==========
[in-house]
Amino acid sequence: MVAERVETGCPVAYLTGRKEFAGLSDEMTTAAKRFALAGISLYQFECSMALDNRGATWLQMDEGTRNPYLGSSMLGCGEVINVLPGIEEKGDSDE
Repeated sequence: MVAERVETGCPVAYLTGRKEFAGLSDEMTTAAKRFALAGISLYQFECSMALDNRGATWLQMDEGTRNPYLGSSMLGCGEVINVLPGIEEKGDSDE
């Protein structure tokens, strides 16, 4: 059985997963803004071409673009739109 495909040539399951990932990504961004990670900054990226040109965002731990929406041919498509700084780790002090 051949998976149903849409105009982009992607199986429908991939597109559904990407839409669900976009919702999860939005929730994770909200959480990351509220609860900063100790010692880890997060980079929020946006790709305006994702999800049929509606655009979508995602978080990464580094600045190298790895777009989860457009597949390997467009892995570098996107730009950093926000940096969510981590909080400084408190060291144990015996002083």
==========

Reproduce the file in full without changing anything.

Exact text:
[in-house]
Amino acid sequence: MVAERVETGCPVAYLTGRKEFAGLSDEMTTAAKRFALAGISLYQFECSMALDNRGATWLQMDEGTRNPYLGSSMLGCGEVINVLPGIEEKGDSDE
Repeated sequence: MVAERVETGCPVAYLTGRKEFAGLSDEMTTAAKRFALAGISLYQFECSMALDNRGATWLQMDEGTRNPYLGSSMLGCGEVINVLPGIEEKGDSDE
């Protein structure tokens, strides 16, 4: 059985997963803004071409673009739109 495909040539399951990932990504961004990670900054990226040109965002731990929406041919498509700084780790002090 051949998976149903849409105009982009992607199986429908991939597109559904990407839409669900976009919702999860939005929730994770909200959480990351509220609860900063100790010692880890997060980079929020946006790709305006994702999800049929509606655009979508995602978080990464580094600045190298790895777009989860457009597949390997467009892995570098996107730009950093926000940096969510981590909080400084408190060291144990015996002083």